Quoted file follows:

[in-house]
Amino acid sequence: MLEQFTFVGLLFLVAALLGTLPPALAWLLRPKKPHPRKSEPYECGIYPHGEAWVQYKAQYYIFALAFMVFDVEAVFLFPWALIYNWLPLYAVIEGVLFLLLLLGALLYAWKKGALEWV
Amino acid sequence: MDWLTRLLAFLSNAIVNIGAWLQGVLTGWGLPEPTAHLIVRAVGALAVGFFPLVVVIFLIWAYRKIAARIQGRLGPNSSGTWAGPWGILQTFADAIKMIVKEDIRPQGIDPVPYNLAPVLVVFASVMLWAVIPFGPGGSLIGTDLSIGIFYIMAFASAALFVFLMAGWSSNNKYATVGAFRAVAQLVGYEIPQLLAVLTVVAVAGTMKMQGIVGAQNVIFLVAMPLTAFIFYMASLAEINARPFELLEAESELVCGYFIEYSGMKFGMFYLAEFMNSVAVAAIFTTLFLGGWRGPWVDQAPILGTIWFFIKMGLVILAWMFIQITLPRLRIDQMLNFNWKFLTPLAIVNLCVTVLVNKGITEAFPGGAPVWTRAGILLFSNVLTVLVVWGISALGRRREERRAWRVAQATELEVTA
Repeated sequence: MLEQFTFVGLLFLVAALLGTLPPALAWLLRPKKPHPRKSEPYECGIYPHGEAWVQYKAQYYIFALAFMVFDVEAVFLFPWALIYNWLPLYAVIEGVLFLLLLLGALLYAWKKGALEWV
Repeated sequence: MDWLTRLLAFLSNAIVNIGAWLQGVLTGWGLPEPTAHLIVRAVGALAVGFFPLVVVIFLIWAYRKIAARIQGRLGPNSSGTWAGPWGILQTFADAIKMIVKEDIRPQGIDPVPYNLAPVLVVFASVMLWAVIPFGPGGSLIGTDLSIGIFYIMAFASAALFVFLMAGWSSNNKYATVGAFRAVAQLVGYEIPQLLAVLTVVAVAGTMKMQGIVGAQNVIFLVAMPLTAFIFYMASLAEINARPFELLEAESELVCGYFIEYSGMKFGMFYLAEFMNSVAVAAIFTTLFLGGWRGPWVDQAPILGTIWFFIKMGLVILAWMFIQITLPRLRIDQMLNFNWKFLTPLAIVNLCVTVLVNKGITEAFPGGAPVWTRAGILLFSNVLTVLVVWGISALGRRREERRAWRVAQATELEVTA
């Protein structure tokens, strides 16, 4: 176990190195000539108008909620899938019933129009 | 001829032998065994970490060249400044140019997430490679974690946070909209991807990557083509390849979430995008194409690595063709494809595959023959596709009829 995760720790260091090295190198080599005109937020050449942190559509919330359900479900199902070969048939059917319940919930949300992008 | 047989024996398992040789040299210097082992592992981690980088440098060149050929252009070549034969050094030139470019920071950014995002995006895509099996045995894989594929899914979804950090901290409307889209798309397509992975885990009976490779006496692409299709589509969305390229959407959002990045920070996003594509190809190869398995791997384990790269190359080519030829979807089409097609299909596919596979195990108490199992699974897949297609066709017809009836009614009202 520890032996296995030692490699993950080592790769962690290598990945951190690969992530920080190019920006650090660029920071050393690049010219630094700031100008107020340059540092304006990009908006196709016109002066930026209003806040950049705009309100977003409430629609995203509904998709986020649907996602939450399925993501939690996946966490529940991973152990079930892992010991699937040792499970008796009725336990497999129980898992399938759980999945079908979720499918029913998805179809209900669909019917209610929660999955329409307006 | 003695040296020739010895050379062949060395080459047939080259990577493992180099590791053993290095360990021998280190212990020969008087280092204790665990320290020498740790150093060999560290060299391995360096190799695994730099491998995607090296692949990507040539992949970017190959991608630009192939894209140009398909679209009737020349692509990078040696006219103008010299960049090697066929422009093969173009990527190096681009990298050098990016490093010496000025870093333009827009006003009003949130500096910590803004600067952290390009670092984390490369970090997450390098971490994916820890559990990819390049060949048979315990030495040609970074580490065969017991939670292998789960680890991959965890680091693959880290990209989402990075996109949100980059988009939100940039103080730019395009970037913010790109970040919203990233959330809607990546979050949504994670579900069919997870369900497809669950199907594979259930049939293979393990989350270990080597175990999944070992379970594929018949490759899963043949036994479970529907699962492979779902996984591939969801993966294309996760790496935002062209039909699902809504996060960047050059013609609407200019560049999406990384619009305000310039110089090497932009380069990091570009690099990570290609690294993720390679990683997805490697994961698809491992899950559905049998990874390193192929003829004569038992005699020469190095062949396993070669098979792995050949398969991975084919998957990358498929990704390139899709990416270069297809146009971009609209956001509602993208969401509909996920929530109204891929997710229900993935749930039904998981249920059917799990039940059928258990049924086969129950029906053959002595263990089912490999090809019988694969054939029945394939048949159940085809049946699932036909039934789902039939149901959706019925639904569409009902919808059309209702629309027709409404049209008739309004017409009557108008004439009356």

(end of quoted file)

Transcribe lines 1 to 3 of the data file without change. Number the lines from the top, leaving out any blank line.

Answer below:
[in-house]
Amino acid sequence: MLEQFTFVGLLFLVAALLGTLPPALAWLLRPKKPHPRKSEPYECGIYPHGEAWVQYKAQYYIFALAFMVFDVEAVFLFPWALIYNWLPLYAVIEGVLFLLLLLGALLYAWKKGALEWV
Amino acid sequence: MDWLTRLLAFLSNAIVNIGAWLQGVLTGWGLPEPTAHLIVRAVGALAVGFFPLVVVIFLIWAYRKIAARIQGRLGPNSSGTWAGPWGILQTFADAIKMIVKEDIRPQGIDPVPYNLAPVLVVFASVMLWAVIPFGPGGSLIGTDLSIGIFYIMAFASAALFVFLMAGWSSNNKYATVGAFRAVAQLVGYEIPQLLAVLTVVAVAGTMKMQGIVGAQNVIFLVAMPLTAFIFYMASLAEINARPFELLEAESELVCGYFIEYSGMKFGMFYLAEFMNSVAVAAIFTTLFLGGWRGPWVDQAPILGTIWFFIKMGLVILAWMFIQITLPRLRIDQMLNFNWKFLTPLAIVNLCVTVLVNKGITEAFPGGAPVWTRAGILLFSNVLTVLVVWGISALGRRREERRAWRVAQATELEVTA